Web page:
The nickname – Atom Ant was a cartoon super-hero created by Hanna-Barbera in the '60s – was hung on him by Juventus fans. He likes it.

Deadly from set pieces, Giovinco can score with both feet and has great vision. He also skip around defenders and dance along the goal-line Giovinco can play up front or behind the striker, and is almost unstoppable one on one unless a defender takes him down, which is a common occurrence.

While deceptively strong for his size, the Italian has been fouled 47 times this season – third most in the league.

"He's incredibly hard to get a hold of. He's so quick, he finds gaps. He get isolated one on one and then you're in big trouble," said Vanney, a former defender.

If opponents swarm him, he can dribble through them or find open teammates.

While the former Juventus man is reportedly earning US$7-million a season in Toronto, the package apparently comes with no drama. The player known simply as Seba is well liked by his teammates, usually has a smile on his face and makes a beeline home after practice to join his partner and two-year-old son.

He drives a nice car but it is not the flashiest in the club parking lot.

Unlike in Italy, Giovinco can go out with attracting a crowd.

"The biggest difference between here and Italy is that here you can have privacy and a private life," he said. "I can go out with my family, enjoy the weather or a restaurant or whatever without any pressure.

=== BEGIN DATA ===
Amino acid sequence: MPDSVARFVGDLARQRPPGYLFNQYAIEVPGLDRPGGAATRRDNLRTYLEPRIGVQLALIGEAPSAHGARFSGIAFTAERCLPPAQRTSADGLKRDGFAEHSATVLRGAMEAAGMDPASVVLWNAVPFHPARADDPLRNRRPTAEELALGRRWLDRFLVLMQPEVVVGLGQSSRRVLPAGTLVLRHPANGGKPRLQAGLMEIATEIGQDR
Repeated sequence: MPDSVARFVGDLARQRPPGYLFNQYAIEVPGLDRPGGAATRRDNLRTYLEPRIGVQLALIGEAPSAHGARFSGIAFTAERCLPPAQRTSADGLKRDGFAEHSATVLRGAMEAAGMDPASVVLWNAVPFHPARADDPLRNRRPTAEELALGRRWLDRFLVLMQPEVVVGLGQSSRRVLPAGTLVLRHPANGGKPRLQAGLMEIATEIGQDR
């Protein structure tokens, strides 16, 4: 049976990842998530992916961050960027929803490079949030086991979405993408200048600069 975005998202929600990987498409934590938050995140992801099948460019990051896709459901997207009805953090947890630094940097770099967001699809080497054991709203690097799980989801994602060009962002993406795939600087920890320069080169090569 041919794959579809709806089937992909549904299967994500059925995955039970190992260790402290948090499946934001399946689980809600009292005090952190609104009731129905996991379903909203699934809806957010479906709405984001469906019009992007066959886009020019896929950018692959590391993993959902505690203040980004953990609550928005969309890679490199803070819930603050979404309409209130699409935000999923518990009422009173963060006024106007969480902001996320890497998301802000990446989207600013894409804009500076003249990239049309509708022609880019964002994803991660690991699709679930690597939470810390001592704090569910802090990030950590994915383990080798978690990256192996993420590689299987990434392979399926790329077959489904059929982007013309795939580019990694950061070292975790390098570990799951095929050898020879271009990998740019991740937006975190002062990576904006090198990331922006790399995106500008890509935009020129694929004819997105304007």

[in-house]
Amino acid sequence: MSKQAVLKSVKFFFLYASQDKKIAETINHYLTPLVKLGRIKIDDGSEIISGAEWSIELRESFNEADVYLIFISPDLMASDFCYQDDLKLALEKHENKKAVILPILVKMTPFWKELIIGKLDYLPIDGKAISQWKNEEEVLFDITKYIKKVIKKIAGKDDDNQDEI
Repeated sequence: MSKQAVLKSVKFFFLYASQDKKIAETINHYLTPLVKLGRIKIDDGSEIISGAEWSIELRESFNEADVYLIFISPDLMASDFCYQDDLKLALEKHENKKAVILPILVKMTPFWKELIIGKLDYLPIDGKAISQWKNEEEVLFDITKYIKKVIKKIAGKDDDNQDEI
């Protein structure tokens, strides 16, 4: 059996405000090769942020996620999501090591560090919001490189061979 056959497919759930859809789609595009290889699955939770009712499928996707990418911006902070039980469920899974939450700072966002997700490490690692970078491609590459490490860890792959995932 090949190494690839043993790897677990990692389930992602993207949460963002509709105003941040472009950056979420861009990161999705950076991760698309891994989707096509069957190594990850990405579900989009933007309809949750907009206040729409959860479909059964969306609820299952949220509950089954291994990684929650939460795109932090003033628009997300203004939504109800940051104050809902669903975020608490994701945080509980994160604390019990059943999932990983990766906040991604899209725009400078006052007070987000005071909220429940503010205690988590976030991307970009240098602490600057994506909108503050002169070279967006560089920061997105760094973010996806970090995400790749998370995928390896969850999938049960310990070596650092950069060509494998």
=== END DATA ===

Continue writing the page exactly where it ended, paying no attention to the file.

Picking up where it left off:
"And also when the fans stop me and ask me for something, it could be a picture or an autograph, they're very polite. I really like it because I can have my own life."

In Italy, he said, the pressure is "every day, every day, every night. It's still there"

"Here is better," Giovinco added in English.

Teammates say the Italian doesn't shy away from pressure, noting he raised his game while fellow designated players Jozy Alttidore and Michael Bradley were away on international duty.

And despite having hit the post on a penalty kick early against New York, he had no problem with taking a second penalty, calmly slotting the ball home.

He does not shy away from the media but the requirement of having a translator on hand usually ensures he does not have to do it more than once a week. After games he is pleasant with the media but rarely gives much away.

Giovinco grew up in the Turin area and his childhood sounds very Canadian, if you substitute soccer for hockey. He talks of his father constantly driving him and his older brother to practice and back.

Soccer was serious, a childhood dream from a young age. While Giovinco signed his first pro contract with Juventus at 16, he had already spent seven or eight years in the club's youth system.

Since arriving here in Italy in February, he has yet to go back home. Family and friends have come here.

He hopes to get back there with the Italian national team at Euro 2016. Keeping scoring should help.

Asked whether he is at the top of his game, Giovinco demurs. He prefers to assess his play at the end of each season.

"Right now, everything is going well," he said. "But it's just the beginning."